B-24D. Radio control scale model WWI bomber. Wingspan 55 in, for 4x .020 engines and three channel radio. Scale is 1/12.
Quote: "Would you believe - a 55 in wingspan, four-engine, radio controlled, three-channel Consolidated B-24D Liberator with an all-up flying weight of just 36 oz? This particular Liberator was an early production model from the San Diego factory and saw service with the 28th Bomb Group, 11th Air Force in the Aleutians.
I have always wanted a multi-engined model, but never could find a reasonably priced kit or one close enough to scale to suit my needs. Everything about this aircraft seemed to fit what I had in mind - at 1/2 in scale the wingspan is 55 in, compact enough to fit in almost any trunk without removing the wing section, making it a simple task getting to and from the field. By keeping the construction very light, four 020 Pee Wee RC engines furnish enough power for a realistic and responsive flyer, and at a relatively low cost. The high wing and motor configuration allow the use of skids for landing without snapping props and that means wheels up performance in the air without the need for the retract gear, extra channel or heavier construction to accommodate them. Takeoffs are accomplished with a dolly or by hand launching; landings are much easier on a grassy area but are also possible on blacktop.
I thoroughly enjoy building a model and this type of construction is, in addition to being extremely light-weight, very satisfying to the meticulous builder and easily reproduces scale contours. You might say it is the other end of the stick from the slab-sided or high performance jobs. This model is exact scale in all proportions except a slightly modified airfoil. The covering material is Marlow Jap tissue which is available in olive drab, neutral grey and black and finishes nicely with two coats of Sig Lite-Coat dope.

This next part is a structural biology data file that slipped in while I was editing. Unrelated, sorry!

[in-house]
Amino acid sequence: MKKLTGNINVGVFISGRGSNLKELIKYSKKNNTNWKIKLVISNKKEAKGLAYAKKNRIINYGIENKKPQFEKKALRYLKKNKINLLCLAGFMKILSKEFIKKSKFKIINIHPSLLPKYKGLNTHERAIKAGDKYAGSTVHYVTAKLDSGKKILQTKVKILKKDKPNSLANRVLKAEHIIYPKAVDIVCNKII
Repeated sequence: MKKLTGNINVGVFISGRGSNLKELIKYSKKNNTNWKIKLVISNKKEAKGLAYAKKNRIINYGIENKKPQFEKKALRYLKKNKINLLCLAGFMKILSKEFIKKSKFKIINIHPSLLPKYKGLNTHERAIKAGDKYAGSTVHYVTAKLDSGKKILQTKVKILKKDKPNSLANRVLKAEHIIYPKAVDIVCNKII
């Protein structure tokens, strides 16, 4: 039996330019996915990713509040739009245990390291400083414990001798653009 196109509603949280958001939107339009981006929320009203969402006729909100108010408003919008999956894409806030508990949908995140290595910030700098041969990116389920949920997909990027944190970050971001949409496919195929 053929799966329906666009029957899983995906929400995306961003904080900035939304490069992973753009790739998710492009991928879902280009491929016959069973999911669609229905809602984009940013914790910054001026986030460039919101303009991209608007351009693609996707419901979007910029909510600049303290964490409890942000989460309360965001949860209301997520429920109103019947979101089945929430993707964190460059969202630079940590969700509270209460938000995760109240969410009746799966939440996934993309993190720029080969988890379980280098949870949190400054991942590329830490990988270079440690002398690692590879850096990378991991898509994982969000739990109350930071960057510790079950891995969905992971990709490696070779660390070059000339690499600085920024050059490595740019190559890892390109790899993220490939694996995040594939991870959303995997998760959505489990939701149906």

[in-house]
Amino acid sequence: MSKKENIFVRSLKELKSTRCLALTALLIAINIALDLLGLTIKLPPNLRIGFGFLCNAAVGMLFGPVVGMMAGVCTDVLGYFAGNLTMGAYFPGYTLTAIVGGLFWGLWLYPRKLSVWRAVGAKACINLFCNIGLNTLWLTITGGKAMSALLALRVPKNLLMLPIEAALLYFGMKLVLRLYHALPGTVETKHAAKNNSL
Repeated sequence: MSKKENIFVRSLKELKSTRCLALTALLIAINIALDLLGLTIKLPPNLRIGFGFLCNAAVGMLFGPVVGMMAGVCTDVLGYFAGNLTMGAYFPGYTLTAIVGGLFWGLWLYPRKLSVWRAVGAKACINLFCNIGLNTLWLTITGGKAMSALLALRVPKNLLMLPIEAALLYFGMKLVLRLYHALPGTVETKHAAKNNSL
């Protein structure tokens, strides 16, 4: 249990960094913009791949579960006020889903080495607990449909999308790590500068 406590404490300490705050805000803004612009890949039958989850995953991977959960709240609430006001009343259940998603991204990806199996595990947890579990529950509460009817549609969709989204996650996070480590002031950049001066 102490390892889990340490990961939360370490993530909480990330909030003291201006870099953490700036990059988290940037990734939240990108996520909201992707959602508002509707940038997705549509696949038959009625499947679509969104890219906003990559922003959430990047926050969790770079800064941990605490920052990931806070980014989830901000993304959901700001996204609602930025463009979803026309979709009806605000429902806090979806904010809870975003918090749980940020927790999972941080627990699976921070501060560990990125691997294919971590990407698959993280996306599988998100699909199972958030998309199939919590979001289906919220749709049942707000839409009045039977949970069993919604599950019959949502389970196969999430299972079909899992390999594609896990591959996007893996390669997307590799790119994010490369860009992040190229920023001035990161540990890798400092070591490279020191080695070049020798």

The radio used here is a Digit Migit three-channel, controlling throttles, elevator and coupled aileron and rudder. Four servos could be fitted in the available space, and I doubt that the additional weight would seriously affect the performance. Since installation requirements for different radios and personal preferences are so varied, I have only briefly covered the actual component installation in the text, but the photos show how mine was done and it works quite well. The battery pack can be shifted forward in the fuselage to change the CG which is shown on the plans at the furthest aft position which is safe to use. A 1/4 - 1/2 inch ahead of this position is all to the good.
Assuming you have adequate tools and equipment for building, the construction of this plane is quite simple and follows the procedures for any stick-and-tissue airplane - remember the old Cleveland kits..."
B-24D, American Aircraft Modeler, October 1973.
Update 15/04/2018: Replaced this plan with a newer scan, thanks to Circlip. Also combined two duplicate entries into one listing - got article and pics now.
Direct submission to Outerzone.
Article pages, thanks to RFJ.
Previous scan version.
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